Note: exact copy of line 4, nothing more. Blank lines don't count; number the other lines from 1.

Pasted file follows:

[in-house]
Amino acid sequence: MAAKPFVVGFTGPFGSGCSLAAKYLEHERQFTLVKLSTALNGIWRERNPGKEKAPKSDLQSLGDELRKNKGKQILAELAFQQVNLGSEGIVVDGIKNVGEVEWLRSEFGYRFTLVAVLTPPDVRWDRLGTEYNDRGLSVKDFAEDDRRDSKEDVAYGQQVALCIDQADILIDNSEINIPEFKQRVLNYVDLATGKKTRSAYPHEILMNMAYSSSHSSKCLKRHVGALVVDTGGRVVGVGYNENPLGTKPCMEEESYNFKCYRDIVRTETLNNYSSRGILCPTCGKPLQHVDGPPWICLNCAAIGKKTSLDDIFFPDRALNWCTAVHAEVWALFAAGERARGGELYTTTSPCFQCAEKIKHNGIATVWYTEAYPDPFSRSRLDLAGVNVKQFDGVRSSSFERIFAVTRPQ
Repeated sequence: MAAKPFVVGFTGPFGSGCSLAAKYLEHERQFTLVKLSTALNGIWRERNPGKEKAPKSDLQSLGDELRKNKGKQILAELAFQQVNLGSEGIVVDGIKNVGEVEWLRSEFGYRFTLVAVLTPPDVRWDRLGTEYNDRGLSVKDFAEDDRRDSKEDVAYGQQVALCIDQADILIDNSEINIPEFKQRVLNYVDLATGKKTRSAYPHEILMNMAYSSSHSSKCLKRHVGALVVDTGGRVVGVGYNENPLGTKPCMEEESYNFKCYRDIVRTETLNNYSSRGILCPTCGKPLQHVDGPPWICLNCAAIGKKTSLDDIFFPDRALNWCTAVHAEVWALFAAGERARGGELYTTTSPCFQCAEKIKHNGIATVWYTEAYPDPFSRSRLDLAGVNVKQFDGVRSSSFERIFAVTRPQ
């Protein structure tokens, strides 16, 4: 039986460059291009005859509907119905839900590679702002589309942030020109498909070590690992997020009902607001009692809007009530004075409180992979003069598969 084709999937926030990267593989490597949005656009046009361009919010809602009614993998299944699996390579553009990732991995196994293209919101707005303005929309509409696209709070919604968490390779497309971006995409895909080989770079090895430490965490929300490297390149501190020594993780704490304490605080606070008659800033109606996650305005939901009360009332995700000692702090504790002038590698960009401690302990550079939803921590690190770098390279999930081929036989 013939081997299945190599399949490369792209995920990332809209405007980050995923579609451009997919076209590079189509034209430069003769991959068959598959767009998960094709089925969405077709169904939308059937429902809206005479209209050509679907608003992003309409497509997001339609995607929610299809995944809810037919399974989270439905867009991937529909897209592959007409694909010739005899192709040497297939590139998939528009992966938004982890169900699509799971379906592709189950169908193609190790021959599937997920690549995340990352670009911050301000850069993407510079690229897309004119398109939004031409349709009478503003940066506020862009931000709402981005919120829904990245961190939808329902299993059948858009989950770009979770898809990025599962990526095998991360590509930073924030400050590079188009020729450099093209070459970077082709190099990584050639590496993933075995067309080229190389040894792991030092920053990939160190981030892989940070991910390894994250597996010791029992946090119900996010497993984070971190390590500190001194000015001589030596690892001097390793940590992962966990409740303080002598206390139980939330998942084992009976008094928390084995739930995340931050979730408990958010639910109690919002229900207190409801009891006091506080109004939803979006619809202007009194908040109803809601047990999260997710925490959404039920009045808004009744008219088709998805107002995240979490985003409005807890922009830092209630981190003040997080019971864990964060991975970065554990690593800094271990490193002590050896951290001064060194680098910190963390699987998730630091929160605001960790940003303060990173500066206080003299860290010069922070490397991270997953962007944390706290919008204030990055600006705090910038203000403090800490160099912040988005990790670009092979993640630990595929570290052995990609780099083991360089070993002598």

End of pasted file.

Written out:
């Protein structure tokens, strides 16, 4: 039986460059291009005859509907119905839900590679702002589309942030020109498909070590690992997020009902607001009692809007009530004075409180992979003069598969 084709999937926030990267593989490597949005656009046009361009919010809602009614993998299944699996390579553009990732991995196994293209919101707005303005929309509409696209709070919604968490390779497309971006995409895909080989770079090895430490965490929300490297390149501190020594993780704490304490605080606070008659800033109606996650305005939901009360009332995700000692702090504790002038590698960009401690302990550079939803921590690190770098390279999930081929036989 013939081997299945190599399949490369792209995920990332809209405007980050995923579609451009997919076209590079189509034209430069003769991959068959598959767009998960094709089925969405077709169904939308059937429902809206005479209209050509679907608003992003309409497509997001339609995607929610299809995944809810037919399974989270439905867009991937529909897209592959007409694909010739005899192709040497297939590139998939528009992966938004982890169900699509799971379906592709189950169908193609190790021959599937997920690549995340990352670009911050301000850069993407510079690229897309004119398109939004031409349709009478503003940066506020862009931000709402981005919120829904990245961190939808329902299993059948858009989950770009979770898809990025599962990526095998991360590509930073924030400050590079188009020729450099093209070459970077082709190099990584050639590496993933075995067309080229190389040894792991030092920053990939160190981030892989940070991910390894994250597996010791029992946090119900996010497993984070971190390590500190001194000015001589030596690892001097390793940590992962966990409740303080002598206390139980939330998942084992009976008094928390084995739930995340931050979730408990958010639910109690919002229900207190409801009891006091506080109004939803979006619809202007009194908040109803809601047990999260997710925490959404039920009045808004009744008219088709998805107002995240979490985003409005807890922009830092209630981190003040997080019971864990964060991975970065554990690593800094271990490193002590050896951290001064060194680098910190963390699987998730630091929160605001960790940003303060990173500066206080003299860290010069922070490397991270997953962007944390706290919008204030990055600006705090910038203000403090800490160099912040988005990790670009092979993640630990595929570290052995990609780099083991360089070993002598």